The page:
• Legislation would give U.K. police powers to access U.K. computer users’ browsing history

    The U.K. police and intelligence service, ahead of the publication this coming Wednesday of legislation on regulating surveillance powers, have urged the government to give them the power to view the Internet browsing history of British computer users. Senior officers were pressuring the government to revive measures which would require telecommunications companies to retain for twelve months data which would reveal Web sites visited by customers. The police and intelligence agencies argue that such measures are necessary because the scale of online activity has made traditional methods of surveillance and investigation less useful.

  • IRS commissioner confirms agency employs cellphone tracking devices

    IRS commissioner John Koskinen on Tuesday confirmed to lawmakers that his agency employed StingRay cellphone tracking devices. Koskinen said that the agency’s use of StingRay devices is limited to its criminal investigations division, which is responsible of investigating money laundering, terrorism, and organized crime cases. “It can only be used with a court order. It can only be used based on probable cause of criminal activity,” Koskinen said, the Hill reports. “It is not used in civil matters at all,” he continued. “It’s not used by other employees of the IRS.”

  • Online residential fire simulation tool for training firefighters

    Firefighting is not what it used to be. Whether it is a complex blaze raging in an urban high-rise or a seemingly straightforward single-level home fire, modern building construction and furnishings have made fighting fires more difficult: Flames burn hotter, produce more smoke, and spread more quickly. But fire research has advanced, too, and researchers are working with five major urban fire departments to build new knowledge on modern residential firefighting into game-based online simulations with an engaging, dynamic format.

  • Steam thermography may compete with luminol in solving crimes

    Luminol gets trotted out pretty frequently on TV crime shows, but a new technique might someday compete with the storied forensics tool as a police procedural plot device and, perhaps more importantly, as a means of solving real crimes. Researchers developed what they term “steam thermography,” which has the ability to detect blood spots in all kinds of spots — even in spots where luminol cannot.

  • Ruling shows Europe still vexed over NSA spying, leaving U.S. companies in legal limbo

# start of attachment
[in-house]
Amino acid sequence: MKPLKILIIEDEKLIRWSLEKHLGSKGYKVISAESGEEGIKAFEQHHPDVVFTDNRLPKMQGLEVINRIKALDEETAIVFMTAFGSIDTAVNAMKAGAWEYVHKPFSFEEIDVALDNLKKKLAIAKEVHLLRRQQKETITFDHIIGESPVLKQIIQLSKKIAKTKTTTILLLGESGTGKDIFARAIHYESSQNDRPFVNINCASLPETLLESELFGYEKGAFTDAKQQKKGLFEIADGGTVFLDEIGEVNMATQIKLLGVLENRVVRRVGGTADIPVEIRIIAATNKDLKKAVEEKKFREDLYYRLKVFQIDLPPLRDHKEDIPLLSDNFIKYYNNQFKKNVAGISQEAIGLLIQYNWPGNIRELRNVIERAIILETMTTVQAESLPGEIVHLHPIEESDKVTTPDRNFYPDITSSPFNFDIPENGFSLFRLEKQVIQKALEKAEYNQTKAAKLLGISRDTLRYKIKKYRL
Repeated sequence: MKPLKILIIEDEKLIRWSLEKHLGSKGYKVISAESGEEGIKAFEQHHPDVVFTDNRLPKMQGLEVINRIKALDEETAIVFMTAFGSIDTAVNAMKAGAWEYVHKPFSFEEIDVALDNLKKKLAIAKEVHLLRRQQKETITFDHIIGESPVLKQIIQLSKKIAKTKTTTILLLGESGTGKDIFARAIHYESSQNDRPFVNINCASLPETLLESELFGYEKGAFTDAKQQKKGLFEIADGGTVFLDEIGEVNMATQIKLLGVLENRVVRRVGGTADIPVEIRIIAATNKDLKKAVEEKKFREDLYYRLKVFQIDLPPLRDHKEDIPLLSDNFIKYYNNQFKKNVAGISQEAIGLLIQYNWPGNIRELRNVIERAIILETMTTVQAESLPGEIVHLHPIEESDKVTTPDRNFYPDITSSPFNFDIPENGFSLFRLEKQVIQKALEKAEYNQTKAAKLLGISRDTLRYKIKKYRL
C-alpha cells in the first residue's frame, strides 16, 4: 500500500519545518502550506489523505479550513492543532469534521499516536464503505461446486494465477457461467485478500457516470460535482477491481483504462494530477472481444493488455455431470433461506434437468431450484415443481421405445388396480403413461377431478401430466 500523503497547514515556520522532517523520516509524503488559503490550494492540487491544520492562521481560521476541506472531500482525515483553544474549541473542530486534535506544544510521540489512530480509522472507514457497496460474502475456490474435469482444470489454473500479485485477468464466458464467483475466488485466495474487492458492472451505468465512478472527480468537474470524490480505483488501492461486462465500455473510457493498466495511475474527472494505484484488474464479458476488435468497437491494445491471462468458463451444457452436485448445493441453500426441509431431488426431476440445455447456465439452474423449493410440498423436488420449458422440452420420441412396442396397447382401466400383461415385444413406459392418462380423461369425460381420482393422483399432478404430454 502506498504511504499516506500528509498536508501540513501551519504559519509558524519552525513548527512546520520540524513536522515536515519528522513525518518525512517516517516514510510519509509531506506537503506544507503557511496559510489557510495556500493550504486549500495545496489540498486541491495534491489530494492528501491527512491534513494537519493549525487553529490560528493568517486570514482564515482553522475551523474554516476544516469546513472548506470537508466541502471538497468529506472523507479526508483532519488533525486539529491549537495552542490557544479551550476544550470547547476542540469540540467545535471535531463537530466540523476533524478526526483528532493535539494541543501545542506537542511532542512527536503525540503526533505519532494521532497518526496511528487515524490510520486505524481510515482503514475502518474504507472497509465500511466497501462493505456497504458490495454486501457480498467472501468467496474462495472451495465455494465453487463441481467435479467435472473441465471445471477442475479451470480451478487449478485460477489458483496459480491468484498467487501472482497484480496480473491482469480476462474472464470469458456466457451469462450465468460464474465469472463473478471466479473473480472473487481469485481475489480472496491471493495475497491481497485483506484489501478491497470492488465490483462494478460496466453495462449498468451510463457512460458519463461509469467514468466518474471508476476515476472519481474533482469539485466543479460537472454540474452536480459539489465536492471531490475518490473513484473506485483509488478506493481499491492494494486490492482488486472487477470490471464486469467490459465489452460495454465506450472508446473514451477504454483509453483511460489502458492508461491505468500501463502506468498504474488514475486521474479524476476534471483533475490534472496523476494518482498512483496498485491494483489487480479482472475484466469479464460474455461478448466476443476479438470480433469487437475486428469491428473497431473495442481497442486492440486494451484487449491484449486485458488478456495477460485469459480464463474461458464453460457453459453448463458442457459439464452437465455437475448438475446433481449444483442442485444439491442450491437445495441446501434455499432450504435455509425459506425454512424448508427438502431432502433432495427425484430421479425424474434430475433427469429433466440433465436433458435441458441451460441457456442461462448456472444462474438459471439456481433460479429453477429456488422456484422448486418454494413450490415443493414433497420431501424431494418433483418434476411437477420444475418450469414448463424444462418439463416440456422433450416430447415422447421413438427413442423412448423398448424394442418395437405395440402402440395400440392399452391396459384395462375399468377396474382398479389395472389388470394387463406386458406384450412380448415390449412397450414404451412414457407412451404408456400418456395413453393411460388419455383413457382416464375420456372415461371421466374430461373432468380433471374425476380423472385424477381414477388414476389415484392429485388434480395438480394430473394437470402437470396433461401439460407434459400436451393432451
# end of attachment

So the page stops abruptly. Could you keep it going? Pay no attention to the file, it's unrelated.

For over fifteen years, the Data Transfer Pact between the European Union and the United States, more commonly known as Safe Harbor, had ensured that companies with EU operations could transfer online data about their employees and customers back to the United States despite stark differences between U.S. and European privacy law. Earlier this month, U.S. companies operating in Europe got some unwelcome news: Safe Harbor had been ruled invalid. The European court’s ruling has serious implications for these companies’ business models and profitability, leaving many scrambling to find solutions. But it also exposes a fundamental cultural rift between the U.S. and Europe’s conceptions of privacy – one that a new agreement won’t be able to paper over.

  • Design competitions needed to maintain U.S. nuclear deterrent

    Preserving the U.S. nuclear weapon design skills is essential for sustaining a credible nuclear deterrent, understanding the status and direction of foreign nuclear weapons programs, and determining the best solutions to problems that arise during stockpile surveillance and maintenance. In the absence of nuclear explosion testing, the National Nuclear Security Administration (NNSA) should develop a series of design competitions that integrate the full end-to-end design process from novel design conception through production and non-nuclear testing of an engineered prototype, says a new report.

  • W80-4: Sandia California works on nuclear weapon Life Extension Program

    Sandia National Laboratories is doing what it has not done in decades: extending the life of a nuclear warhead at the same time the U.S. Air Force develops a replacement cruise missile that will carry the weapon. The goal of the W80-4 Life Extension Program (LEP) is refurbishing the W80 warhead with replacement components for aging technology and components that have limited lifespans.

  • Glowing fingerprints help fight crime

    Fingerprint identification has been used as a key method by law enforcement and forensic experts for over 100 years. Researchers say that by adding a drop of liquid containing crystals to surfaces, investigators using a UV light are able to see invisible fingerprints “glow” in about thirty seconds. The strong luminescent effect creates greater contrast between the latent print and surface enabling higher resolution images to be taken for easier and more precise analyses.